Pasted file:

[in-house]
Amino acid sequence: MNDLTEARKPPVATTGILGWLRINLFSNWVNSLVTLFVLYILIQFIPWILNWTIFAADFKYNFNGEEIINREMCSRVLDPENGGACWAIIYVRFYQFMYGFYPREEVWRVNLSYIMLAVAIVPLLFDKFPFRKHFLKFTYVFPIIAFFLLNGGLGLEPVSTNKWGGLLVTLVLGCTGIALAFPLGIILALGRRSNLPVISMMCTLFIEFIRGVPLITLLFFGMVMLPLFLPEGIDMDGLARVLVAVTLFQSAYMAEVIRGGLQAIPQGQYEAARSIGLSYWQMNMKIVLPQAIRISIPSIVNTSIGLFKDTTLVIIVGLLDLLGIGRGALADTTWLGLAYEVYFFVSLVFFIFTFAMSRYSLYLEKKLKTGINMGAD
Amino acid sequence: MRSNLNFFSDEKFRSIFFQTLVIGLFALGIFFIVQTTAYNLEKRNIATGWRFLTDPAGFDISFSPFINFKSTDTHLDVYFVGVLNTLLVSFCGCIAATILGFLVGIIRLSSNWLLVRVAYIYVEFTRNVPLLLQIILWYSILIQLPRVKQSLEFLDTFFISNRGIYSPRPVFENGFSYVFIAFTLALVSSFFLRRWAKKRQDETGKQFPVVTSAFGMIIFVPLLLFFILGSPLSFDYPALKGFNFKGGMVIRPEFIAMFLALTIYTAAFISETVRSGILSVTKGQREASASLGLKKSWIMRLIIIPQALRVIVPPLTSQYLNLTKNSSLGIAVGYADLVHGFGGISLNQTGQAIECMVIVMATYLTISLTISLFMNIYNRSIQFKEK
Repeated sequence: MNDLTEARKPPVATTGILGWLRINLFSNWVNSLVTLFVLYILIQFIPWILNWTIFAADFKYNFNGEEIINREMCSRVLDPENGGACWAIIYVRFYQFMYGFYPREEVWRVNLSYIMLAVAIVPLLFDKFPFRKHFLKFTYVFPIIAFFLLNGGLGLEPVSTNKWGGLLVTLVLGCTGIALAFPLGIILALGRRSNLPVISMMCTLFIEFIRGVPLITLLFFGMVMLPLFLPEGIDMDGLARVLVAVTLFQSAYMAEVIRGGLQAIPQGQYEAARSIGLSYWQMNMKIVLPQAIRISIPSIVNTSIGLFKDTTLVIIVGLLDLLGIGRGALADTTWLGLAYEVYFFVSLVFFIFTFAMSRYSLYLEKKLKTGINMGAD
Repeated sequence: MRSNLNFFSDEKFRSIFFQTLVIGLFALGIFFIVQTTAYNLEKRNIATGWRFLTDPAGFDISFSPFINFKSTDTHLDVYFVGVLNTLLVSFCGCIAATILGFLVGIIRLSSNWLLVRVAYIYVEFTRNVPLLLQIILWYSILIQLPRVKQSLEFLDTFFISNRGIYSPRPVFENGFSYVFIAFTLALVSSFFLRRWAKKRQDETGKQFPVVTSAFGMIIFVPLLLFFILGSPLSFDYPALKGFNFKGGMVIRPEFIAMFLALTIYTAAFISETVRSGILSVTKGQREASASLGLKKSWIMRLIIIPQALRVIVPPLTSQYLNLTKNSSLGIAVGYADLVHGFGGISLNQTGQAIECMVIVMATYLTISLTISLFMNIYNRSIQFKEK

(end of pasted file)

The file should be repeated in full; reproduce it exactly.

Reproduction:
[in-house]
Amino acid sequence: MNDLTEARKPPVATTGILGWLRINLFSNWVNSLVTLFVLYILIQFIPWILNWTIFAADFKYNFNGEEIINREMCSRVLDPENGGACWAIIYVRFYQFMYGFYPREEVWRVNLSYIMLAVAIVPLLFDKFPFRKHFLKFTYVFPIIAFFLLNGGLGLEPVSTNKWGGLLVTLVLGCTGIALAFPLGIILALGRRSNLPVISMMCTLFIEFIRGVPLITLLFFGMVMLPLFLPEGIDMDGLARVLVAVTLFQSAYMAEVIRGGLQAIPQGQYEAARSIGLSYWQMNMKIVLPQAIRISIPSIVNTSIGLFKDTTLVIIVGLLDLLGIGRGALADTTWLGLAYEVYFFVSLVFFIFTFAMSRYSLYLEKKLKTGINMGAD
Amino acid sequence: MRSNLNFFSDEKFRSIFFQTLVIGLFALGIFFIVQTTAYNLEKRNIATGWRFLTDPAGFDISFSPFINFKSTDTHLDVYFVGVLNTLLVSFCGCIAATILGFLVGIIRLSSNWLLVRVAYIYVEFTRNVPLLLQIILWYSILIQLPRVKQSLEFLDTFFISNRGIYSPRPVFENGFSYVFIAFTLALVSSFFLRRWAKKRQDETGKQFPVVTSAFGMIIFVPLLLFFILGSPLSFDYPALKGFNFKGGMVIRPEFIAMFLALTIYTAAFISETVRSGILSVTKGQREASASLGLKKSWIMRLIIIPQALRVIVPPLTSQYLNLTKNSSLGIAVGYADLVHGFGGISLNQTGQAIECMVIVMATYLTISLTISLFMNIYNRSIQFKEK
Repeated sequence: MNDLTEARKPPVATTGILGWLRINLFSNWVNSLVTLFVLYILIQFIPWILNWTIFAADFKYNFNGEEIINREMCSRVLDPENGGACWAIIYVRFYQFMYGFYPREEVWRVNLSYIMLAVAIVPLLFDKFPFRKHFLKFTYVFPIIAFFLLNGGLGLEPVSTNKWGGLLVTLVLGCTGIALAFPLGIILALGRRSNLPVISMMCTLFIEFIRGVPLITLLFFGMVMLPLFLPEGIDMDGLARVLVAVTLFQSAYMAEVIRGGLQAIPQGQYEAARSIGLSYWQMNMKIVLPQAIRISIPSIVNTSIGLFKDTTLVIIVGLLDLLGIGRGALADTTWLGLAYEVYFFVSLVFFIFTFAMSRYSLYLEKKLKTGINMGAD
Repeated sequence: MRSNLNFFSDEKFRSIFFQTLVIGLFALGIFFIVQTTAYNLEKRNIATGWRFLTDPAGFDISFSPFINFKSTDTHLDVYFVGVLNTLLVSFCGCIAATILGFLVGIIRLSSNWLLVRVAYIYVEFTRNVPLLLQIILWYSILIQLPRVKQSLEFLDTFFISNRGIYSPRPVFENGFSYVFIAFTLALVSSFFLRRWAKKRQDETGKQFPVVTSAFGMIIFVPLLLFFILGSPLSFDYPALKGFNFKGGMVIRPEFIAMFLALTIYTAAFISETVRSGILSVTKGQREASASLGLKKSWIMRLIIIPQALRVIVPPLTSQYLNLTKNSSLGIAVGYADLVHGFGGISLNQTGQAIECMVIVMATYLTISLTISLFMNIYNRSIQFKEK